"0" = tied to GND, "1" = left open or tied to input voltage

As you can see above, the pinout is pretty simple. The table shows ID codes for the different output voltages.

Three Steps To Heaven

Step 1: Removing the LT-1084 and its heatsink

Start by unsoldering the heatsink holder tab. It may need a bit more heat and a little pulling force to come free. The heatsink tab isn't electrically connected to anything on the board - so it's mot fatal if you manage to rip the pad or pull the via out off the board. But be careful anyway...
Then add some flux (and maybe some fresh solder) and unsolder the 3 LT-1084 terminals from the board. You might try unsoldering all 3 at the same time, and remove the regulator by gently pulling and wiggling it sideways.
Remove solder from at least the middle hole (with a solder sucker if you have one), and then clean the entire area around the regulator from any leftover solder or flux residue.

Step 2: Preparing the Switchmode Voltage Regulator

On my regulator most of the upper copper surface is ground, and most of the bottom surface is either the +12 V input or the output. I've decided not to bother with any connectors and go with just a direct wire connections. So, I've scratched a 2 by 6 mm spot clear of the solder mask of the GND plane, and of the +12 V input plane, and soldered two thick wires directly to the board. On the other end of these wires is a standard "molex" plug that fits directly to the 9595 power supply. Later I've replaced it with a male-female extension (as for these silly processor fans) - that way I still have all 3 PSU connectors available to me for other purposes.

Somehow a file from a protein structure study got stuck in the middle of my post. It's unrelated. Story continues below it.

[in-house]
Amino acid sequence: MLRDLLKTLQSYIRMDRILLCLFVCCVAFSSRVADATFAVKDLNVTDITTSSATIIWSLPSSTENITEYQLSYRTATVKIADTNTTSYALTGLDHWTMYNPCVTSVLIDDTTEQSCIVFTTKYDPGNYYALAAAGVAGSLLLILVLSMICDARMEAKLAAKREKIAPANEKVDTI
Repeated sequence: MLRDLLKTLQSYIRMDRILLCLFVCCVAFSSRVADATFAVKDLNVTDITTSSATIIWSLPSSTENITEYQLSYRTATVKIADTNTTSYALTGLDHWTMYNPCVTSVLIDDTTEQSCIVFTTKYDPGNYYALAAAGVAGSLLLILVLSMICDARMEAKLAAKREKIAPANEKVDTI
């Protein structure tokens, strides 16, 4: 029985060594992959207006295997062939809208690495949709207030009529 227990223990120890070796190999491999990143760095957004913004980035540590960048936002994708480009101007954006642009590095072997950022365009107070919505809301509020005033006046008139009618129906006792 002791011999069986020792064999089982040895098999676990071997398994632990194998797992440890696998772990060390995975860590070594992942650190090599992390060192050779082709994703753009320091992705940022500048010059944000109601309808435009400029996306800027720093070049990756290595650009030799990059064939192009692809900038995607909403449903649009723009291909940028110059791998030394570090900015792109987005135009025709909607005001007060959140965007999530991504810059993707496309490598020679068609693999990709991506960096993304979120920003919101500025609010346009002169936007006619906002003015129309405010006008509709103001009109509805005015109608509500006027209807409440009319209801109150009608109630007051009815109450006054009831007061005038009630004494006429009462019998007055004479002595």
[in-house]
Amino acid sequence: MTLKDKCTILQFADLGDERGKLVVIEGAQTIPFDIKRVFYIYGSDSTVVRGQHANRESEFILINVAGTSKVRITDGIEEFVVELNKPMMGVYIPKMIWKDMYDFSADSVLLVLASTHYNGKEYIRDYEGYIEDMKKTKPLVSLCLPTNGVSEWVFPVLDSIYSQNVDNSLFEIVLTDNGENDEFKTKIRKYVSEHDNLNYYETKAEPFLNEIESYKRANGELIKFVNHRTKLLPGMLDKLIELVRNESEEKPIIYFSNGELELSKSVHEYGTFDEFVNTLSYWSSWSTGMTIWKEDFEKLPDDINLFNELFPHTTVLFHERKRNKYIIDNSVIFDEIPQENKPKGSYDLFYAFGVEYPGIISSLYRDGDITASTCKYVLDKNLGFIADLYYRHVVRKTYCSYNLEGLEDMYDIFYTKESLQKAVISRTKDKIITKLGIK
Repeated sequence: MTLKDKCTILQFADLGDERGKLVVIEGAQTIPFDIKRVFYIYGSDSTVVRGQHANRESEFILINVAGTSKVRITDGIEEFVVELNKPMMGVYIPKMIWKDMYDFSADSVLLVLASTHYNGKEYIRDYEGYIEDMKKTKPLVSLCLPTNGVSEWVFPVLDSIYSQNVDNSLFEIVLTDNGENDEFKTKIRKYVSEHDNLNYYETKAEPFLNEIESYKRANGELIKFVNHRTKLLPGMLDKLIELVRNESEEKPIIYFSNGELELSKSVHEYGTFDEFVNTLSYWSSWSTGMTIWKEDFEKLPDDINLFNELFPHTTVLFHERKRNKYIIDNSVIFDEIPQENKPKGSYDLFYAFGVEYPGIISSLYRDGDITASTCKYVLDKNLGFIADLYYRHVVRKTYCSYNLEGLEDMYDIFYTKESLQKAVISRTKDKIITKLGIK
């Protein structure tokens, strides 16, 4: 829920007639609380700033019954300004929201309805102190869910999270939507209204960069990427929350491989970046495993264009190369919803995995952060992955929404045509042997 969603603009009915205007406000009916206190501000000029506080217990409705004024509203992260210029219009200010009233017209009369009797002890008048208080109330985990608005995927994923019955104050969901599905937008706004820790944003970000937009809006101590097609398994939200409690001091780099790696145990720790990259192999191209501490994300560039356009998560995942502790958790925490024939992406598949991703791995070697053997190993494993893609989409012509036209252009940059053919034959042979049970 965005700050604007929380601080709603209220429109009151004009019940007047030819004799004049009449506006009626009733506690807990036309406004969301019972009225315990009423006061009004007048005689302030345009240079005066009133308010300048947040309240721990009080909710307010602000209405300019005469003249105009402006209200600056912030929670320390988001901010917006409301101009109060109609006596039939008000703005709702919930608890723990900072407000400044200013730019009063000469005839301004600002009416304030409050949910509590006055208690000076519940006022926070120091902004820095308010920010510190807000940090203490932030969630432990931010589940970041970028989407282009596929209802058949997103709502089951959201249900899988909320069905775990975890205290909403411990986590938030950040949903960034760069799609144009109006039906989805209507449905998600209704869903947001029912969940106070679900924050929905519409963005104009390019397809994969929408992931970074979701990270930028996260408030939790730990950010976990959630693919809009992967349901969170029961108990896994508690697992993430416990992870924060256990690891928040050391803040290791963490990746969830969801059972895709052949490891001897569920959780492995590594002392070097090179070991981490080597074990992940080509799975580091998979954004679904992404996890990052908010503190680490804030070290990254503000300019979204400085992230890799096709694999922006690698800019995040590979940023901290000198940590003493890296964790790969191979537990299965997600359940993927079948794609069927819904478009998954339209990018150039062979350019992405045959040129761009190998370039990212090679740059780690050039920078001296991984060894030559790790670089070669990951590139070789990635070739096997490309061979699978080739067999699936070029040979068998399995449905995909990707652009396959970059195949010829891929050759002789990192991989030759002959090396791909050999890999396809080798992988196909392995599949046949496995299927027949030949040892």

Some thin "patch wires" connect the pins V(id)0, V(id)2 and V(id)3 with the nearest GND pin (pick any - there are plenty of them).
Bench-testing with a bare 95 power supply gives a straight 3.34 V output on the V(out) plane/pins. The voltage did not drop significantly when being loaded with 6 A (a couple of parallel 4.7 ohm / 25 W resistors). Heat-emission: almost non-existent. One the converter coil L2 gets a bit warm.

Reworking - Click to Enlarge

Step 3: Installing on the P90 Platform

Now, there is no provision for fixing the regulator anywhere. The simplest method was just to strap it onto the upper side of the processor complex. It's relatively flat, there is enough room (given you don't have a long MCA board installed in the bottom-most slot #8) and the way down to the power supply as well as to the solder pads of the removed LT-1084 is relatively short.
The output voltage is fed with a short, thick piece of isolated silver wire (~ 1 mm diameter) from the regulator down to the middle pin of the removed LT regulator. In addition I've cut a piece of thin cardboard to act as an insulator sheet between the regulator and the processor board.
There are some larger holes in the P90 PCB: one close to the Op Panel SDL connector and one to the right from the 82497 cache controller. A thin zip ties will fit through these...

The result will probably look similar to that shown below:

Reworking - Click to Enlarge Reworking - Click to Enlarge Reworking - Click to Enlarge


With a voltage module of this caliber, any mistake in wiring or part selection/installation, may cause massive damage! The little LT-1084 regulator would collapse at around 5 A, but a baby like this can pump 16 A (or more!) into the circuit and it's being fed directly from the power supply - unit that can deliver 35 - 45 A at 12 V. That will blow the CPU out of the socket if it isn't oriented correctly. And will - most likely - cause massive damage to the PCB itself as well.